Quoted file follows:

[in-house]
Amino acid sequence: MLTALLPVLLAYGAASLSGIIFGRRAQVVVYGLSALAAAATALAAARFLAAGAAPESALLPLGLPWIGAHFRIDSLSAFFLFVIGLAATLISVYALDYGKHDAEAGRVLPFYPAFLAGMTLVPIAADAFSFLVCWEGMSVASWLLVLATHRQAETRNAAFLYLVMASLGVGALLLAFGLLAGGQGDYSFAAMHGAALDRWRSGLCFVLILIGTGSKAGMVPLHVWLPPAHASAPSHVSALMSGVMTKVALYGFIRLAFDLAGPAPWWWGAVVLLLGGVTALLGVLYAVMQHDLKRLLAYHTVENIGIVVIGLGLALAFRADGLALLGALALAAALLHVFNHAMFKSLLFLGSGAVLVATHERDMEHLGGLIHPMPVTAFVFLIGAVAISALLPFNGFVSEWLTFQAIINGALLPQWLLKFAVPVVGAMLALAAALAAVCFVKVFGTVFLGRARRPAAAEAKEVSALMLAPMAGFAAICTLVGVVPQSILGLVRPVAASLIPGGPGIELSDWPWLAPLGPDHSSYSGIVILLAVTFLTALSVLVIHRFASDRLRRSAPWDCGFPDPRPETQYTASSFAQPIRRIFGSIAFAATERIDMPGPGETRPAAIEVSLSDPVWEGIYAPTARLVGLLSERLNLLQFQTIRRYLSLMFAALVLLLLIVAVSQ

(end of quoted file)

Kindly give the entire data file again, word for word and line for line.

[in-house]
Amino acid sequence: MLTALLPVLLAYGAASLSGIIFGRRAQVVVYGLSALAAAATALAAARFLAAGAAPESALLPLGLPWIGAHFRIDSLSAFFLFVIGLAATLISVYALDYGKHDAEAGRVLPFYPAFLAGMTLVPIAADAFSFLVCWEGMSVASWLLVLATHRQAETRNAAFLYLVMASLGVGALLLAFGLLAGGQGDYSFAAMHGAALDRWRSGLCFVLILIGTGSKAGMVPLHVWLPPAHASAPSHVSALMSGVMTKVALYGFIRLAFDLAGPAPWWWGAVVLLLGGVTALLGVLYAVMQHDLKRLLAYHTVENIGIVVIGLGLALAFRADGLALLGALALAAALLHVFNHAMFKSLLFLGSGAVLVATHERDMEHLGGLIHPMPVTAFVFLIGAVAISALLPFNGFVSEWLTFQAIINGALLPQWLLKFAVPVVGAMLALAAALAAVCFVKVFGTVFLGRARRPAAAEAKEVSALMLAPMAGFAAICTLVGVVPQSILGLVRPVAASLIPGGPGIELSDWPWLAPLGPDHSSYSGIVILLAVTFLTALSVLVIHRFASDRLRRSAPWDCGFPDPRPETQYTASSFAQPIRRIFGSIAFAATERIDMPGPGETRPAAIEVSLSDPVWEGIYAPTARLVGLLSERLNLLQFQTIRRYLSLMFAALVLLLLIVAVSQ